Why my home is not an investment

Buying a piece of property is one of largest expenses people face in their lives. Being a home-owner is still a dream for many.

What puzzles me, however, is that many people see their house as being a “great investment”. I don’t agree with this statement. Let’s look at the numbers.

Closing costs. When you buy or sell, you have to pay legal fees, realtor’s commission, home inspection, land transfer tax, etc….These are straight expenses to you.

Interests on mortgage. Unless you can pay cash for your home, you will need to borrow money, a.k.a. mortgage. Lenders are not charities and they will charge you interest. Over the course of my own mortgage, I will pay $ 56 000 in interests, provided rates remain the same….very unlikely. Right now, 50% of my payments go towards said interests.

On-going costs. As a condo-owner, I pay strata fees, property taxes and insurance. If I stay in my home until my mortgage is paid off, I will fork an additional $113 400 on these, provided the amounts remain unchanged. Again, very unlikely.

Repairs and renovations. Items will need to be repaired and replaced over the years. Unless you want a “retro house”, you will probably need to do some updating. Repairs are usually estimated at 3% of the value of the property each year. In my case, it would mean a total of $ 116 250. For simplicity, the value of my condo remains the same, again unlikely…which brings me to the next point.

Housing market. It is almost as unpredictable as the stock-market. A lot of people won’t believe this, but you can’t really predict how the market will go. Unless you live in a red-hot area, your house will not appreciate as much as you think. There may be years it won’t appreciate at all.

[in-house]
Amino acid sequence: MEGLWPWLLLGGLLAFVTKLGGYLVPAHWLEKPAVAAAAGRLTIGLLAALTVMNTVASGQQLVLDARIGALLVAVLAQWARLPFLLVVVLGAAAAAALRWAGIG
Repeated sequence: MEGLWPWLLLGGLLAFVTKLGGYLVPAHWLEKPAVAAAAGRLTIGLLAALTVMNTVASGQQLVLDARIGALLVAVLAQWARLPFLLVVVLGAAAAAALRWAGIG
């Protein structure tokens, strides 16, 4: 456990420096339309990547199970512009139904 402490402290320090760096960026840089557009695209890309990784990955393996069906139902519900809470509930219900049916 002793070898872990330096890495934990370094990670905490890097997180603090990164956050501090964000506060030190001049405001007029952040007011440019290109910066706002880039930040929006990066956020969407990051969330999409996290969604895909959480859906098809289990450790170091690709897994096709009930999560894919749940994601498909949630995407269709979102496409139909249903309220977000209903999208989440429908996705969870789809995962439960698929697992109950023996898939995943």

Inflation. An acquaintance of mine was thrilled when a realtor told him the house his parents bought in the 70’s for less than $ 100 000, was now worth over a million. Most of this “gain” is the result of inflation, just like a loaf of bread costs more now than in 1970. When factoring all the above points, they are not going to make a profit of $ 900 000.

Unless you are a landlord, a home is not an investment.

A home is a place to live, nothing more, nothing less. Usage is the best asset here. This is exactly how I see my condo.

5 financial items to consider when home-buying

Summer is peak season for home-buying (and selling). Buying a property is the biggest financial decision one will ever make.

Before embarking on this exciting but somewhat stressful adventure, here are 5 things to consider:

  1. Use both a mortgage broker and a realtor. Unless you are a realtor yourself or work for a bank, it will probably be difficult to get the best mortgage or ensure all the required paperwork is filled-in correctly and on time. These two services are at no cost to the buyer.

 

  1. Get pre-approved for a mortgage. It will help you narrow down your search and present you as a serious buyer. Don’t waste your time –and your real-estate agent’s- by visiting properties you can’t afford.

 

  1. Plan for closing and moving costs. When finalizing an offer, you will most likely have to reimburse the seller for your share of the property tax and other municipal taxes. You will also have to pay for legal and administrative fees, land transfer tax, home inspection, land survey…etc. These costs can be significant. You also may not have relatives or friends who can help you move into your new home. Budget for the moving company as well.

 

  1. Think beyond the mortgage payments. You need to figure out how much it costs to live in your prospective home. Inquire about the property tax and utilities; obtain a quote for insurance. If you buy a condo, ask for the amount of strata fees and what is included in them. Also check what kind of significant repairs have been done. Crunch numbers and see if they fit with your income and current finances.

 

  1. Have a home inspection done. A qualified, reputable home inspector can save you thousands of dollars and massive headaches. They will check for items you probably didn’t think about.

 

Happy house-hunting!